“The proposal of the former US administration is a setback from the previous position agreed to by the Sudanese government. The Government of Sudan agreed in previous negotiations round sponsored by AUHIP that humanitarian assistance can be delivered through neighbouring countries provided they undergo inspection in Ed Damazin and Kadugli [capitals of Blue Nile and South Kordofan]. Moreover, the proposal made no reference to war-affected areas controlled by the government, where displaced are denied registration and humanitarian assistance.

“It was obvious from the haste, ambiguity and the pressure exerted on the opposition to accept the proposal that the outgoing US Administration aimed at achieving an internal political victory before leaving the White House within the context of legitimising its decision of easing economic sanctions against the Sudanese regime, and frame a stand in which the opposition consent to the de-isolation of the regime, despite its continued crimes, wars, corruption, and repression of freedoms.”

Challenges and opportunities

According to the SDFG, AUHIP is facing “several great challenges but also potential opportunities, in order to enhance its performance and ability to integrate all Sudanese actors, to ultimately achieve a just and peaceful democratic transformation”. It should:

“Search for more effective ways to hold the Sudanese government accountable to its obligations as provided for in AUPSC Communiqué’s 456 and 539, especially in relation to confidence building measures and conducive environment. Implementation of content of these resolutions shall lay the foundation needed for a peaceful political process which sets an ending to war and avails freedoms and the launching of a comprehensive and genuine constitutional dialogue.

“Emphasise the need to coordinate the political solution and ending war tracks to reach a comprehensive and durable solution to the Sudanese crises. Past experiences have drastically failed due to sacrificing democratic transformation for peace- making, and only addressed the crisis at the surface level instead of tackling its root causes.

“Revisit its structure and methodology in order to become more effective and responds actively to issues under consideration. In this regard, AUHIP may be called to expand its structures and bodies and to seek, in a formal and real manner within its official and institutional structures, expertise of Sudanese specialists and academicians as well as civil society to work in the core of its daily advisory and executive business. This will feed Sudanese daily life into the Panels’ understanding, approach and make its proposals more accepted and appropriated broadly in the Sudanese context, and for different Sudanese political and civil forces.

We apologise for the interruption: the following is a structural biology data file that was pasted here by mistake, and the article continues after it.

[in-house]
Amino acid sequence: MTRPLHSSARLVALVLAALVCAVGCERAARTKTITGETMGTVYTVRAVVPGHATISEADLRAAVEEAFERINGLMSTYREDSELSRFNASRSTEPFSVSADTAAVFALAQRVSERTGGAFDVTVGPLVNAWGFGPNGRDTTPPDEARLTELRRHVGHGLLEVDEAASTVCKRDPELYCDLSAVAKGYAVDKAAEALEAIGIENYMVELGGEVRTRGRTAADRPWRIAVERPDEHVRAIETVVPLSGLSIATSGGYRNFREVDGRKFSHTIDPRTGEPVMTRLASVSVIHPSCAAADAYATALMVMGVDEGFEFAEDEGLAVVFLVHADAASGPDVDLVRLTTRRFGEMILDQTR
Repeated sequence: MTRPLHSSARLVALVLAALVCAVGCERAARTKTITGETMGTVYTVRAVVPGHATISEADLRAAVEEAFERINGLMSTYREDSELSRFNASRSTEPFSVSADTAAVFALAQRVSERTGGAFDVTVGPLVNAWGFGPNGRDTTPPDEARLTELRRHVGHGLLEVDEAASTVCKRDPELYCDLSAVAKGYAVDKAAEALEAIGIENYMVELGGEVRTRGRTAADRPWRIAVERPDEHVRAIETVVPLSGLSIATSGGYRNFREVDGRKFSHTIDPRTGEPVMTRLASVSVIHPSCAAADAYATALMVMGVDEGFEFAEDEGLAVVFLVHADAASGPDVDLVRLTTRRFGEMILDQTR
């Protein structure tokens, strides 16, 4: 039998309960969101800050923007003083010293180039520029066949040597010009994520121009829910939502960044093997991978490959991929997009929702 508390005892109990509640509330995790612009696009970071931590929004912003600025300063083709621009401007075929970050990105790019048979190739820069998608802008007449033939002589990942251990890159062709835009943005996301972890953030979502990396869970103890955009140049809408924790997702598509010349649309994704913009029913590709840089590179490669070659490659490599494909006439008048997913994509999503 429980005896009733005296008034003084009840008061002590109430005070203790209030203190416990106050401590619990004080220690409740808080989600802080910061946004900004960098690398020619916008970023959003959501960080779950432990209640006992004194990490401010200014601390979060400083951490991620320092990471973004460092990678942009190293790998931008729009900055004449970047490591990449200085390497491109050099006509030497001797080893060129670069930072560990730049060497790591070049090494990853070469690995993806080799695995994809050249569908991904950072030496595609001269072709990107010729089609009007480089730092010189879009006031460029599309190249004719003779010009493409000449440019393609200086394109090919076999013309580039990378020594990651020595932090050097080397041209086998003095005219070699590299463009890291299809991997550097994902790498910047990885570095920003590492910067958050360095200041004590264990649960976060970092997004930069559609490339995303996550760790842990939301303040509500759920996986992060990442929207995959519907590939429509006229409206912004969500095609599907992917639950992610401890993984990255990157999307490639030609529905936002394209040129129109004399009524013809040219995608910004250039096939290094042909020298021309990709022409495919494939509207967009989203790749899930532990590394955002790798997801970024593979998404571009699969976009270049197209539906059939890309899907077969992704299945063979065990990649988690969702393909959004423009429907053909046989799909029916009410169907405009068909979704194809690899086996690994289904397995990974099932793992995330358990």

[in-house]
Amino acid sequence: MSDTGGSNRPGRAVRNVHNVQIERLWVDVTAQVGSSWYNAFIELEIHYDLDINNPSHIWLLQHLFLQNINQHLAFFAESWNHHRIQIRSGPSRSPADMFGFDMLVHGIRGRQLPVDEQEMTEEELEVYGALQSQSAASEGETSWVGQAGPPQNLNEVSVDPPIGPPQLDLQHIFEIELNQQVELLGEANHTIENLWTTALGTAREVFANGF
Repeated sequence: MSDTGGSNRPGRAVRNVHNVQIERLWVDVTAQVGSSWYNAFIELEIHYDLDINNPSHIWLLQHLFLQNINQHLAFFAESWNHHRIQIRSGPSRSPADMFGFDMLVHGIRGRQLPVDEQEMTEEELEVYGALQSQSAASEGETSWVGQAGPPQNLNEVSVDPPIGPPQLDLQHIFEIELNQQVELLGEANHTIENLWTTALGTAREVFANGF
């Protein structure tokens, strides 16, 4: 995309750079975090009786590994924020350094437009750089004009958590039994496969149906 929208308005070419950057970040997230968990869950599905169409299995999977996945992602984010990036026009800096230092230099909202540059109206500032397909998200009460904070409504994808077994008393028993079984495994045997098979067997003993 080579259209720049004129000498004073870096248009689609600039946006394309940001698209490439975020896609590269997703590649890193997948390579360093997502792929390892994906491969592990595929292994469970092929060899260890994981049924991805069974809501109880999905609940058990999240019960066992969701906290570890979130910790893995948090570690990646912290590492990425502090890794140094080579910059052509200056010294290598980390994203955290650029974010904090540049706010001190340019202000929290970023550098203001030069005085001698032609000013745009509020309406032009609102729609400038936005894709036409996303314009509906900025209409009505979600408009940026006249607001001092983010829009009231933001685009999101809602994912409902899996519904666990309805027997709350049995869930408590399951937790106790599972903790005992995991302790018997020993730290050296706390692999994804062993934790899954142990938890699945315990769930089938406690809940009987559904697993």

“Expand its international and regional partners, from neighboring and European countries, and to officially get the assistance of parties concerned with Sudan. Moreover, regional, and international organizations i.e. EU, the Troika, and the UN must be clearly and tangibly involved in the operations of the Panel, as they have significant pressure capabilities. Creating a formal AUHIP partners’ forum may bring a new energy and power to the panel multiple roles.

“Affirm its presence on the ground by having permanent staff and representatives in Khartoum, amongst refugees and displaced, and within the diaspora with exiled opposition. A major cause for political and civil opposition’s loss of confidence in the Panel was the seasonality of meeting with these influential powers. Stable presence and representation of the Panel on the ground enhances its ability to get first-hand information and get engaged with socio- political realities of the Sudanese crisis.

“Adopt a clear approach on how to deal equally with all parties to the Sudanese conflicts. Being aware that the apparent rapprochement with the ruling NCP as the de facto government, compared to lesser interaction with other opposition forces, tarnishes its image with many negatives, as it portrays the Panel and President Mbeki to be silently or tacitly endorsing organised and continuous crimes committed by the regime throughout the past 27 years since it took over power through a coup in 1989,” the statement concludes.


The SDFG is a coalition of democrats, activists, trade unionists, and academic Sudanese men and women representing different cultural and ethnic backgrounds. The main agenda of the initiative is to voice the concerns of voiceless Sudanese people across the country concerning questions of democratisation, peace, justice, and development in Sudan. The SDFG is connected to other initiatives formed by Sudanese people in various centres across Sudan.